By Donal Scannell, great interview with Dylan Collins, who will be speaking at FutureScope on the Brexit panel. Dylan is one of Ireland’s top tech exports, and runs his network of involvements from London. He’s CEO of Superawesome TV and he’s integral to Hoxton Square Ventures and Potato VC. He’s coming back to Dublin for #FutureScope to share his views on Brexit, which of course he hates, but still manages to find the silver lining!
— Dublin BIC (@BICDublin) May 8, 2017
I tend to describe myself as being an administrator, a recruiter or a therapist which tends to fairly well describe my activities with the companies. I think that everything fundamentally tends to come down to humans and psychology no matter which side of the table that you’re sitting on. I’ve been very fortunate that it gives me a lot of insight into the workings of the mind!
Brexit represents probably the greatest business own goal in living memory and considering that we had the subprime crisis, the Irish property meltdown and a number of other things over the last decade. If you talk to any business person in the UK, it is very, very, very rare that you will hear any opinion to the contrary. It is just adding an enormous level of distraction to doing business across Europe for anyone based in the UK. The whole thing is being phenomenally mismanaged and I suspect that will end up with an overall position which is really not very dissimilar to what existed pre-Brexit.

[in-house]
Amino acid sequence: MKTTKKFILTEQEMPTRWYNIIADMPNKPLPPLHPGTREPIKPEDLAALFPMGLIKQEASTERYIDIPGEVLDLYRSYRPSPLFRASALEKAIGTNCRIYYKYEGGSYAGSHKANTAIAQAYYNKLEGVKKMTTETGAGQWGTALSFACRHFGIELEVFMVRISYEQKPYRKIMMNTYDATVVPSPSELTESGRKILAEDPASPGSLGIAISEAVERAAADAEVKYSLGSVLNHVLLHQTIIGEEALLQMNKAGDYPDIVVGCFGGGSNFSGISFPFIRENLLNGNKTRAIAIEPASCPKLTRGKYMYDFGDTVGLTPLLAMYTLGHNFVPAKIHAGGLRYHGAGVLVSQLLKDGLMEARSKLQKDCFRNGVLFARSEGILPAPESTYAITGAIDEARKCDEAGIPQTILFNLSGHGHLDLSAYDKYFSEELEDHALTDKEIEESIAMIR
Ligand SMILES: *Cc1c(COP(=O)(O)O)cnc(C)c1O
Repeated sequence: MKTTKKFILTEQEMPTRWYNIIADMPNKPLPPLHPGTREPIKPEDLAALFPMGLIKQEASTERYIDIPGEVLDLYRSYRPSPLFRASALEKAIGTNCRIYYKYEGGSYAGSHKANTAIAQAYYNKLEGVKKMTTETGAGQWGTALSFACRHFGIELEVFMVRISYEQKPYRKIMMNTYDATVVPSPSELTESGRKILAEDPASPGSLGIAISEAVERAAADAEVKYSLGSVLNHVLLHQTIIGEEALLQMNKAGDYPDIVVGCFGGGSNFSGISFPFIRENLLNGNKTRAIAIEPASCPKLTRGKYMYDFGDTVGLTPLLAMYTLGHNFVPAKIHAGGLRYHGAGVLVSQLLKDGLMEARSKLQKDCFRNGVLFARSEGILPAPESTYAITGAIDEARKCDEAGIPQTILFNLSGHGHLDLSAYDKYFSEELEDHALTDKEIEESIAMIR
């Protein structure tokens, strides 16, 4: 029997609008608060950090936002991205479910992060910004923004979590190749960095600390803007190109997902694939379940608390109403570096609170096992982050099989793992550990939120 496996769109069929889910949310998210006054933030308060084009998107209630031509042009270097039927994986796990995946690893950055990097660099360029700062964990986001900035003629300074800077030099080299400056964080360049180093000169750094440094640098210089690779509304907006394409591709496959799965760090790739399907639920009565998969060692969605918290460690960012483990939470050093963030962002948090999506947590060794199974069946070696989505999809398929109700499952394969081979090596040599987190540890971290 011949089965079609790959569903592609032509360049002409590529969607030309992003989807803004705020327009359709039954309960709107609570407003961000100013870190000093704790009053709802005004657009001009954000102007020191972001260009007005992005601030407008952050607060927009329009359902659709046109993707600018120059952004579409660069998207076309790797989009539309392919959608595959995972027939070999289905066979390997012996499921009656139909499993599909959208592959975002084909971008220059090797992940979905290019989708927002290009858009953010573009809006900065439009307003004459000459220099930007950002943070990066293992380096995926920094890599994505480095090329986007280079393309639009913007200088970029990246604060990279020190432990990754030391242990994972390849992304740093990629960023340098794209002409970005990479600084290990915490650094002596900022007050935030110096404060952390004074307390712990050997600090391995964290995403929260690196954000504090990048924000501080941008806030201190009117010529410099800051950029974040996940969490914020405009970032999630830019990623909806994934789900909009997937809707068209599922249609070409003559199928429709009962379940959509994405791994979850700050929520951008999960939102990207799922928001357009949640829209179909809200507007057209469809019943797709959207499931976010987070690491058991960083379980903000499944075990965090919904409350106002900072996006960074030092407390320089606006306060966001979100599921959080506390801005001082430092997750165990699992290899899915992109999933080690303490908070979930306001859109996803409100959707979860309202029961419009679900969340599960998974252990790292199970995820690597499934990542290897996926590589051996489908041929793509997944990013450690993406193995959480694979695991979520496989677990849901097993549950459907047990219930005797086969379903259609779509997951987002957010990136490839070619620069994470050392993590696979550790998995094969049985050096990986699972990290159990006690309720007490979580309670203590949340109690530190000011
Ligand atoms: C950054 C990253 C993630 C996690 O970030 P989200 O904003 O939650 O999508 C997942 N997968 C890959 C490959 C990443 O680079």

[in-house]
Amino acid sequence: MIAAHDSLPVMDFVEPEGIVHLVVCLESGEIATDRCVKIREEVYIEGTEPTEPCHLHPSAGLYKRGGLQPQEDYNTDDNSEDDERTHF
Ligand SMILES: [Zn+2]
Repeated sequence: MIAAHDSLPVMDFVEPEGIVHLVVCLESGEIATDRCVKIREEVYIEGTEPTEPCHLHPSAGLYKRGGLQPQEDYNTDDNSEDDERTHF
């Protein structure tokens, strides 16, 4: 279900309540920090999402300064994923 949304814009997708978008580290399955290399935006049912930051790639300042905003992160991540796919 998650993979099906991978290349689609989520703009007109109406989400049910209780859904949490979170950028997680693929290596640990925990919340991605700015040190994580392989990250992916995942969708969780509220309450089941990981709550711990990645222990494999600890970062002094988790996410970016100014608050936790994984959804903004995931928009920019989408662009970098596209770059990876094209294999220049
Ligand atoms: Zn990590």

If you think in terms of 10 years then you start to realise that the reality probably isn’t going to be too bad. From an investor perspective people are being fairly rational about the lack of real long term impact in all of this so I don’t think it’s slowing down investment levels. The distraction that it’s causing just in terms of media noise is certainly the biggest factor.
When you’re investing in building companies and thinking about decision-making it’s amazing how different an answer to your own question can be if you’re thinking about that question in terms of five years versus two years.It’s definitely not always easy to do. When you’re in start-ups you’re always thinking short term. You probably have a six month plan but for anyone who is building a company at any level, if you actually think about the same challenge over at ten year horizon, you will often work back to a different answer.
A book I re-read every year. Timeless wisdom. pic.twitter.com/h8w7hS4CF2
— Dylan Collins (@MrDylanCollins) April 22, 2017
Notwithstanding this catastrophic Brexit decision, the UK has done some incredibly good work in terms of creating a very good start-up environment. You look at the tax relief available to investors through the EIS program and it’s simply superb. I haven’t seen a start-up tax incentive structure done and executed as well as the UK has. It’s an obvious thing that Ireland and the Irish government should have done, hasn’t done and it’s still as baffling to me why they haven’t just copied it word for word!